Queensland Land Court objects to New Hope’s $900m New Acland mine expansion


The Queensland Land Court (QLC) has recommended the rejection of New Hope Group's $900m expansion of the open-cut New Acland mine on the Darling Downs near Toowoomba, Australia.  

The court has recommended that the Mining Leases and Environmental Authority amendment for Stage 3 not be granted, citing potential environmental violations such as groundwater depletion, air-quality issues, soil erosion, as well as other factors affecting the local community.

However, the final decision rests with the Queensland Minister for Natural Resources and Mines and the Queensland Department of Environment and Heritage Protection chief executive. 

In a response, the company noted that it is currently evaluating options available to it in order to secure approval of the project. 

In addition to these approvals, the company needs an Associated Water Licence to carry out the planned expansion programme.

"After a historic battle by local farmers and landholders against this mining giant, the independent Land Court has recommended refusal of the Stage 3 New Acland coal mine expansion."

The New Acland mine currently employs 782 employees and contractors, with more than 1,000 employees and contractors expected to work during the peak construction phase of Stage 3.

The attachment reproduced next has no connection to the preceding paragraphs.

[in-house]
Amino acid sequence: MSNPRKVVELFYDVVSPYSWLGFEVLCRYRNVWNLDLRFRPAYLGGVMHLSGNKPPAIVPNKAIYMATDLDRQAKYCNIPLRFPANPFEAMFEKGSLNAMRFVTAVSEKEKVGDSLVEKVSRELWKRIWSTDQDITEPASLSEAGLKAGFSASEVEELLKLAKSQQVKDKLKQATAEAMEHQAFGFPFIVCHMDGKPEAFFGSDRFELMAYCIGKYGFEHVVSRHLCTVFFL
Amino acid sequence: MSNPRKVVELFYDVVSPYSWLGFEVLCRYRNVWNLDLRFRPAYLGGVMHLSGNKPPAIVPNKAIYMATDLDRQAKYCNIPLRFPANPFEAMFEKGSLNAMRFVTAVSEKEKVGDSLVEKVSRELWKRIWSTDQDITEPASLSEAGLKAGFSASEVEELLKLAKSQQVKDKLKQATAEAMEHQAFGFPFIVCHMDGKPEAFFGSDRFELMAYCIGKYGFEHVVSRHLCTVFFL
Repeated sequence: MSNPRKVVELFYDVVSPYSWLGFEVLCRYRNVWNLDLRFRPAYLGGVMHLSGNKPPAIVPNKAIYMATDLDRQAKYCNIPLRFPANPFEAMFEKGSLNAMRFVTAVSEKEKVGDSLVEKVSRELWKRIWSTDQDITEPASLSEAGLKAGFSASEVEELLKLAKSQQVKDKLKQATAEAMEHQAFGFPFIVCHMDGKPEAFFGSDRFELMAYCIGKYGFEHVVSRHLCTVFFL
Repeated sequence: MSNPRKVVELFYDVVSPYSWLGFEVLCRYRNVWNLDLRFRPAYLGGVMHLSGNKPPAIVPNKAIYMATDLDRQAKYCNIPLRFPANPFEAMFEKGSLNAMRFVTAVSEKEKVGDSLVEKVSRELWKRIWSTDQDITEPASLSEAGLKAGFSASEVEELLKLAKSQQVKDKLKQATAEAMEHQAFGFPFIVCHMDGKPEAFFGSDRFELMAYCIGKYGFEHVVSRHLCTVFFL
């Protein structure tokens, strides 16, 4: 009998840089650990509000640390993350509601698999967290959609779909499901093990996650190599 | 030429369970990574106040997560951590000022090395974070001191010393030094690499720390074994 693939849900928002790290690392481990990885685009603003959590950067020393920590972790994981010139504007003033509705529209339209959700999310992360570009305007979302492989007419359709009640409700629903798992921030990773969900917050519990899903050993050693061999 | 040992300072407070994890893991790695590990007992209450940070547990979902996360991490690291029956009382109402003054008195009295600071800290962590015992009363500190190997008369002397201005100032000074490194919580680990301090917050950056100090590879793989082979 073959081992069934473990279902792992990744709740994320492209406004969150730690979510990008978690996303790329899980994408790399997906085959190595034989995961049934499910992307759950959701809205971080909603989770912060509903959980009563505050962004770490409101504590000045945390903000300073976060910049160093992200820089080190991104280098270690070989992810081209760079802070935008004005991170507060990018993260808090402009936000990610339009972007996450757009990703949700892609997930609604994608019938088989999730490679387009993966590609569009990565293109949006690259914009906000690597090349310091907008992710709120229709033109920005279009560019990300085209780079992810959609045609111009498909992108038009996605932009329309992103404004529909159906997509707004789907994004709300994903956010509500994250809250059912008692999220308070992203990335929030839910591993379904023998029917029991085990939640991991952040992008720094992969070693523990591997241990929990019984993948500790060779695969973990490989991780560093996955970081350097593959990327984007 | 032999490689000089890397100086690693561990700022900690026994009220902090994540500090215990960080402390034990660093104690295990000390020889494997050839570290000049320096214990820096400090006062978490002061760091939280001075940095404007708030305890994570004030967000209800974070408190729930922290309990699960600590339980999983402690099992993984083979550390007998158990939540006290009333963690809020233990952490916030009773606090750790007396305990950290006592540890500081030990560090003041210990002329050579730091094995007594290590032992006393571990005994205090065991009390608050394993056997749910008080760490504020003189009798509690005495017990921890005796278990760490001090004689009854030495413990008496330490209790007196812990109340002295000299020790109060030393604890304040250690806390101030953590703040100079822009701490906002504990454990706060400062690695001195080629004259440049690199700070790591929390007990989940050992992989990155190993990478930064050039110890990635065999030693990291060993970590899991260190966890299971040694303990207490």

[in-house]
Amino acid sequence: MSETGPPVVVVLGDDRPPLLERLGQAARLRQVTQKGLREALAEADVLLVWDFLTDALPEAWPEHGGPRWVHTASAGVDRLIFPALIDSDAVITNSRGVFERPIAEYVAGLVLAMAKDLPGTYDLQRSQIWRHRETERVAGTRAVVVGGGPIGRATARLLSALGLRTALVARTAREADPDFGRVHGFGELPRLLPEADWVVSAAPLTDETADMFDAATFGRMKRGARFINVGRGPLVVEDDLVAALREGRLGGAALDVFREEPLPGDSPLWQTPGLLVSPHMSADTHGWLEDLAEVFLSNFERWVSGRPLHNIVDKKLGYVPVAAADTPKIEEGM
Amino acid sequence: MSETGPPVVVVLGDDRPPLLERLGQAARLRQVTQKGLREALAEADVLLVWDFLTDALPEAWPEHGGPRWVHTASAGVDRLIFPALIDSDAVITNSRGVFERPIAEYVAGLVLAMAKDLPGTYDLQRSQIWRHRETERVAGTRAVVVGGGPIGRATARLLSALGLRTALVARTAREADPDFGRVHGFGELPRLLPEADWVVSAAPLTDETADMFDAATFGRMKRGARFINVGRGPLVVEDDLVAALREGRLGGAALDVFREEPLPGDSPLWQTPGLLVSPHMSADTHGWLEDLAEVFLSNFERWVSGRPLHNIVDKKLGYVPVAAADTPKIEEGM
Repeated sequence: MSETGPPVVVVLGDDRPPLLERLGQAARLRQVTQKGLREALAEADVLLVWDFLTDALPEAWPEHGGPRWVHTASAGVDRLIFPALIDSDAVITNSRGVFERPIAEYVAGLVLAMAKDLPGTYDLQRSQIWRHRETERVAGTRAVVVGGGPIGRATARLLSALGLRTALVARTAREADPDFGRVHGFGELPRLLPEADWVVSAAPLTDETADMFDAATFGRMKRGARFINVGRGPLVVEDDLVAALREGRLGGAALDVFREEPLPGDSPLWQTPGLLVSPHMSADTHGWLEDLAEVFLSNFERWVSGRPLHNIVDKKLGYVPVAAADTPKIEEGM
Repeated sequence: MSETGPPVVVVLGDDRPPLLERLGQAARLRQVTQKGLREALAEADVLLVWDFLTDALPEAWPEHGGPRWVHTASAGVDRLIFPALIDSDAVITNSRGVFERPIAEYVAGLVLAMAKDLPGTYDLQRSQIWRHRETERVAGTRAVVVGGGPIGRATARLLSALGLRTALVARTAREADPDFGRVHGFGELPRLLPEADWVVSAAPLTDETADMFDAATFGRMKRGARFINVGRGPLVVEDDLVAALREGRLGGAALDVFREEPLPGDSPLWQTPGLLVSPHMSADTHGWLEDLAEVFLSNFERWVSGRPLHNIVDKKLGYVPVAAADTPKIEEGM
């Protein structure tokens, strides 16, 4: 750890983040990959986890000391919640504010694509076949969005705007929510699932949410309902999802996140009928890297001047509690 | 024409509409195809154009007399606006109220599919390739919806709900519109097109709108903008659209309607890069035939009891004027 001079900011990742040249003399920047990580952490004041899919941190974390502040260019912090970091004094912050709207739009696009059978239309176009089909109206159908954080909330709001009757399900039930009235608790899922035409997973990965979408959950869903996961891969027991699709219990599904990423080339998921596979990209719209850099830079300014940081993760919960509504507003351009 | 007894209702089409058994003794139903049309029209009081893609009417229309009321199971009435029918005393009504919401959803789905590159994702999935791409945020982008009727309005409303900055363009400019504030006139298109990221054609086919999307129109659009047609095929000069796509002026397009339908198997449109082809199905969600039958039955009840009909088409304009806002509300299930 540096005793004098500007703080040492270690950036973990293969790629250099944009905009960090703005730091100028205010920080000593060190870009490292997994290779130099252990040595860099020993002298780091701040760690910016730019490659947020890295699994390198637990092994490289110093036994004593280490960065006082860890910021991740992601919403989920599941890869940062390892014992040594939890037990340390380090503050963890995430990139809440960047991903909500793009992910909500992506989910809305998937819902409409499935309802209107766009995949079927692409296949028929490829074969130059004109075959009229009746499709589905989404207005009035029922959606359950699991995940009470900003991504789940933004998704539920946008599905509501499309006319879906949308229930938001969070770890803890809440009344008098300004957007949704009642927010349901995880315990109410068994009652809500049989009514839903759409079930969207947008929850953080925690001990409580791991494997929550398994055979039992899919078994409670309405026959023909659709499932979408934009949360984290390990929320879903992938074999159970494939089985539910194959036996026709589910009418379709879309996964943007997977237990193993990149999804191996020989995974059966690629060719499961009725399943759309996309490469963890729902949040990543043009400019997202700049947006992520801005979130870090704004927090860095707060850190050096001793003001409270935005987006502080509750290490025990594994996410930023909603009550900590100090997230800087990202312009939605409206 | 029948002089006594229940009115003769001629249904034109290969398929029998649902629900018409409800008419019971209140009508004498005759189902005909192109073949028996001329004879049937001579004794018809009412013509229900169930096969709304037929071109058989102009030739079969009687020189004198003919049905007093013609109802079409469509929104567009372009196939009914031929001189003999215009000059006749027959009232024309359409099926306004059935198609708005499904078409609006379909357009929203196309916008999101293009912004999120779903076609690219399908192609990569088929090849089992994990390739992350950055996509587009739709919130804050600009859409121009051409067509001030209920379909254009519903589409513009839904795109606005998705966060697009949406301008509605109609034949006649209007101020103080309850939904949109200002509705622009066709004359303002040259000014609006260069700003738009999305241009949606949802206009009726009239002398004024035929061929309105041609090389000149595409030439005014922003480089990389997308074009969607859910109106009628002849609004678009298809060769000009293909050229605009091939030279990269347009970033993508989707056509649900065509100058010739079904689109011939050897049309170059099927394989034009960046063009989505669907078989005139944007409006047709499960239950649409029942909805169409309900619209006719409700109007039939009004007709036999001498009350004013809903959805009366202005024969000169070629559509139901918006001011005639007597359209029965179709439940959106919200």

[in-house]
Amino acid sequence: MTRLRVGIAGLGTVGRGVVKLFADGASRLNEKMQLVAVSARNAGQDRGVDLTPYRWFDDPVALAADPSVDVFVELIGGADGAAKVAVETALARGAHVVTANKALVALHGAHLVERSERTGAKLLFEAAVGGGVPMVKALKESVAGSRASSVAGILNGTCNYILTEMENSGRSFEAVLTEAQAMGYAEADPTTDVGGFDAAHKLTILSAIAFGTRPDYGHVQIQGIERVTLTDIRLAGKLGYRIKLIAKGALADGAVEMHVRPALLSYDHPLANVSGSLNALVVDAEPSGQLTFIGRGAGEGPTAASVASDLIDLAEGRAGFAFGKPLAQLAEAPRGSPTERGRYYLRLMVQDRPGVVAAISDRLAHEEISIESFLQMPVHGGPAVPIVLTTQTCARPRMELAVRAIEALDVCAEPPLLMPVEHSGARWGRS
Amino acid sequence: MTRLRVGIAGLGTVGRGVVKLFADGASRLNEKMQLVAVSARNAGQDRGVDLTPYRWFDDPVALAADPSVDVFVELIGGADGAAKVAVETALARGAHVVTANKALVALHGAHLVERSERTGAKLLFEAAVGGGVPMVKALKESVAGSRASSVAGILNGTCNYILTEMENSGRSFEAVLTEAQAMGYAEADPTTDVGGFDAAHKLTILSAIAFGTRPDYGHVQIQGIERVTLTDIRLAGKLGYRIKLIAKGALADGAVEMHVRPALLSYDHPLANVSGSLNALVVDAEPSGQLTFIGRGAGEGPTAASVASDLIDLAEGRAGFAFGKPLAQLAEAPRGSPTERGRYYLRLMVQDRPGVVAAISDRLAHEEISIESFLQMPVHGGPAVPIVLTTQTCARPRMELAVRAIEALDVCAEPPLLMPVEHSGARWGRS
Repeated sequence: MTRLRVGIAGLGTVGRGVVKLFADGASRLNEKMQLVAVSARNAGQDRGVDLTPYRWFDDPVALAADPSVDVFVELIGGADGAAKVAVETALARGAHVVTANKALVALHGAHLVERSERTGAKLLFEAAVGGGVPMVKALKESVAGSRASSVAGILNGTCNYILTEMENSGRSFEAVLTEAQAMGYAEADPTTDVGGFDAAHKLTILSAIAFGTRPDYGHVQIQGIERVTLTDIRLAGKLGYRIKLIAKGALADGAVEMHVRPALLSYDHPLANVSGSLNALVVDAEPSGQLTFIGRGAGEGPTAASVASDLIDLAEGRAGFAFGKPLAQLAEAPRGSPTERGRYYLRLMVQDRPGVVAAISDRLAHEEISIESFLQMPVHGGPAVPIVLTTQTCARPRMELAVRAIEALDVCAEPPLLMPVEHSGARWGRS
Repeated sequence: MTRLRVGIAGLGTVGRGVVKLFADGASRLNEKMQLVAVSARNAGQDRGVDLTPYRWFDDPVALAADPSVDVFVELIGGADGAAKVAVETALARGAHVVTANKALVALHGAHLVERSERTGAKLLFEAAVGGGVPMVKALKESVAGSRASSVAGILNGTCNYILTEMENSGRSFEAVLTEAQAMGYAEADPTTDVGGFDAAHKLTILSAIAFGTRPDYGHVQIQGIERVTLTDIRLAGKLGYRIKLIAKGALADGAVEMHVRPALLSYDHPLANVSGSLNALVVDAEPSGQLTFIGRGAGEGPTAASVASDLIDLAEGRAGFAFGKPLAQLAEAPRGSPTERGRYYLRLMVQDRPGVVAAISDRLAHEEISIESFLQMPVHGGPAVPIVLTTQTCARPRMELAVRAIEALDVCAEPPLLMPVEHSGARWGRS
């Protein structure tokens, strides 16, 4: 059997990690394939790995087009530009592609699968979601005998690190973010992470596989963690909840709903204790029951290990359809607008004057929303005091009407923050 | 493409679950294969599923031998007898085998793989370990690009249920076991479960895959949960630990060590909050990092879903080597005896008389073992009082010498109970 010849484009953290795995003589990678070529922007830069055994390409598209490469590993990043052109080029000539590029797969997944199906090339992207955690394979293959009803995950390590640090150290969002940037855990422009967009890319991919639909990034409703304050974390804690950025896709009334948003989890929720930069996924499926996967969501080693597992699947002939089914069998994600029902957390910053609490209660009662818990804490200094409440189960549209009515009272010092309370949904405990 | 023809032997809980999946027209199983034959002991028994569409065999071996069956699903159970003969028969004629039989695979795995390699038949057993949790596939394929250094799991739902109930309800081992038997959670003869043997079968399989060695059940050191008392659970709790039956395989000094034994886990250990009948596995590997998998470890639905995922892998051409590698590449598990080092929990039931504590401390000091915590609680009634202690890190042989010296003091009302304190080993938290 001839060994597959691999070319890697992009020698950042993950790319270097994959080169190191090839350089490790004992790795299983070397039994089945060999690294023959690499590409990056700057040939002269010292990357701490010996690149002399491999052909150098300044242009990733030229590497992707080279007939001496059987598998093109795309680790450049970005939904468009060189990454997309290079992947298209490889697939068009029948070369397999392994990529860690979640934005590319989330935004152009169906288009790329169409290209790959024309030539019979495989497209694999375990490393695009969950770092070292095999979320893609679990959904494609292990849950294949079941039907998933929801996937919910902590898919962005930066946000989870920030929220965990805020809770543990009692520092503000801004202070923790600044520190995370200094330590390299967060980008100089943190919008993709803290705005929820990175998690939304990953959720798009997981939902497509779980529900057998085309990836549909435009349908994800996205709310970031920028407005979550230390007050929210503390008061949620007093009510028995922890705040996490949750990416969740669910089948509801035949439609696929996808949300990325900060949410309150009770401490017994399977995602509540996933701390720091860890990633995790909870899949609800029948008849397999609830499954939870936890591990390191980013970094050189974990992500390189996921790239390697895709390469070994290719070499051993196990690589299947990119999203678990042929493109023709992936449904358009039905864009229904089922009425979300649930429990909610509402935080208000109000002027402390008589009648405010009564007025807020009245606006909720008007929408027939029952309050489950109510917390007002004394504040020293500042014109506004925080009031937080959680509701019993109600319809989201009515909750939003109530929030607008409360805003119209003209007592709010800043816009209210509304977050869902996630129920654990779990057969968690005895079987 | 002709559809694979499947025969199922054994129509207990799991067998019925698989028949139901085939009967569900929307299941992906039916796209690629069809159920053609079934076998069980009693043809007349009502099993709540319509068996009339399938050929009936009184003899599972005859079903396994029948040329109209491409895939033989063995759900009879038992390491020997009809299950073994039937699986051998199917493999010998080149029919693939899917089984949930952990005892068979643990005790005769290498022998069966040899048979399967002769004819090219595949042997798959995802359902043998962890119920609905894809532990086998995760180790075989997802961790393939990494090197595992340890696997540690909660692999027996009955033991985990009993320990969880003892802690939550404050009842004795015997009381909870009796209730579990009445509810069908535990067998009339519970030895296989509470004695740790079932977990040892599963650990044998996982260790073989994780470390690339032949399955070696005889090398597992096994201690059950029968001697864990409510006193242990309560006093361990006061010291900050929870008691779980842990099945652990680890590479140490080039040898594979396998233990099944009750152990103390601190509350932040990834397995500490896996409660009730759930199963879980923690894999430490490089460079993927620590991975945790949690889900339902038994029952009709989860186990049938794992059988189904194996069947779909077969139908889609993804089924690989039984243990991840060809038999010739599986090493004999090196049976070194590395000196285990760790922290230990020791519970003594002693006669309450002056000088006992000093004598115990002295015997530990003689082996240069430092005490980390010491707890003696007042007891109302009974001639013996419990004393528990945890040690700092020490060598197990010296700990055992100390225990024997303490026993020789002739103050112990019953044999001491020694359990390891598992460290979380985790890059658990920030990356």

Non-government community legal centre EDO Queensland CEO and solicitor Jo-Anne Bragg said: “After an historic battle by local farmers and landholders against this mining giant the independent Land Court has recommended refusal of the Stage 3 New Acland coal mine expansion.”

As of March 2012, the mine had inferred, indicated, and measured resources of 8mt, 438mt, and 411mt respectively. While it had probable and proved coal resources of 185mt and 309mt respectively.

New Hope aims to expand its New Acland Coal mine and operate for an additional 12 years up to 2029.


Image: A diesel and natural gas hybrid truck at the New Acland Mine in Australia. Photo: courtesy of New Hope Group.